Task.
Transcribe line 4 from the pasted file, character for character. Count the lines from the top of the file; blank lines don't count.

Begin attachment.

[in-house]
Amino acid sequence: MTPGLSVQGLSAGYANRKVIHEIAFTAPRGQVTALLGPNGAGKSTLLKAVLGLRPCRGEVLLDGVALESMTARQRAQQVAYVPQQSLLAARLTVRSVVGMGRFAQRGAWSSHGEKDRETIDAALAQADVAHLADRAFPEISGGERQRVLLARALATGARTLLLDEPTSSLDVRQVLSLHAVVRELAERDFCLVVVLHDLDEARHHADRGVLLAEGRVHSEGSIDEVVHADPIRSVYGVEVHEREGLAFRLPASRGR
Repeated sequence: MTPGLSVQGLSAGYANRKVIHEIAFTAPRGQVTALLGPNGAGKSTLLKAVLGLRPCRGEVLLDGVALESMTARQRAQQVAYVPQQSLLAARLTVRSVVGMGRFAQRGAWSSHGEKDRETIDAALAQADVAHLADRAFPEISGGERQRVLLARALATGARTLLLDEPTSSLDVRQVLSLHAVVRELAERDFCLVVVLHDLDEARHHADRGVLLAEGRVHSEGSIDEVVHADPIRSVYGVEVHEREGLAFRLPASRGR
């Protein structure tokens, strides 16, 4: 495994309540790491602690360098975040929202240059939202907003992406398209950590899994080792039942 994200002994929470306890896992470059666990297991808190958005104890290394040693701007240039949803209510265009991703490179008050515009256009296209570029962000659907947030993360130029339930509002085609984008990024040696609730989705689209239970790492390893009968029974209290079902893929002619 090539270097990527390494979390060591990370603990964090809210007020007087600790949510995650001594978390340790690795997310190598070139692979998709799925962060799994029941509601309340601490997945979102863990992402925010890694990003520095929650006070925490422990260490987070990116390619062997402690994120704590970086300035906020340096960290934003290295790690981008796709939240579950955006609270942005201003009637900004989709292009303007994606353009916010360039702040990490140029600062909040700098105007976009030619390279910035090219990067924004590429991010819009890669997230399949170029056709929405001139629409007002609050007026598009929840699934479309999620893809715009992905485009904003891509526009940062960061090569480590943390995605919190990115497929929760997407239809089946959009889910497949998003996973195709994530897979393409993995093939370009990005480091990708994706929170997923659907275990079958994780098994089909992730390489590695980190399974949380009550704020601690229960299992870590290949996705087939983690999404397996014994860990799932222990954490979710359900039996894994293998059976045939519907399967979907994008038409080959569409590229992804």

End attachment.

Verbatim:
């Protein structure tokens, strides 16, 4: 495994309540790491602690360098975040929202240059939202907003992406398209950590899994080792039942 994200002994929470306890896992470059666990297991808190958005104890290394040693701007240039949803209510265009991703490179008050515009256009296209570029962000659907947030993360130029339930509002085609984008990024040696609730989705689209239970790492390893009968029974209290079902893929002619 090539270097990527390494979390060591990370603990964090809210007020007087600790949510995650001594978390340790690795997310190598070139692979998709799925962060799994029941509601309340601490997945979102863990992402925010890694990003520095929650006070925490422990260490987070990116390619062997402690994120704590970086300035906020340096960290934003290295790690981008796709939240579950955006609270942005201003009637900004989709292009303007994606353009916010360039702040990490140029600062909040700098105007976009030619390279910035090219990067924004590429991010819009890669997230399949170029056709929405001139629409007002609050007026598009929840699934479309999620893809715009992905485009904003891509526009940062960061090569480590943390995605919190990115497929929760997407239809089946959009889910497949998003996973195709994530897979393409993995093939370009990005480091990708994706929170997923659907275990079958994780098994089909992730390489590695980190399974949380009550704020601690229960299992870590290949996705087939983690999404397996014994860990799932222990954490979710359900039996894994293998059976045939519907399967979907994008038409080959569409590229992804």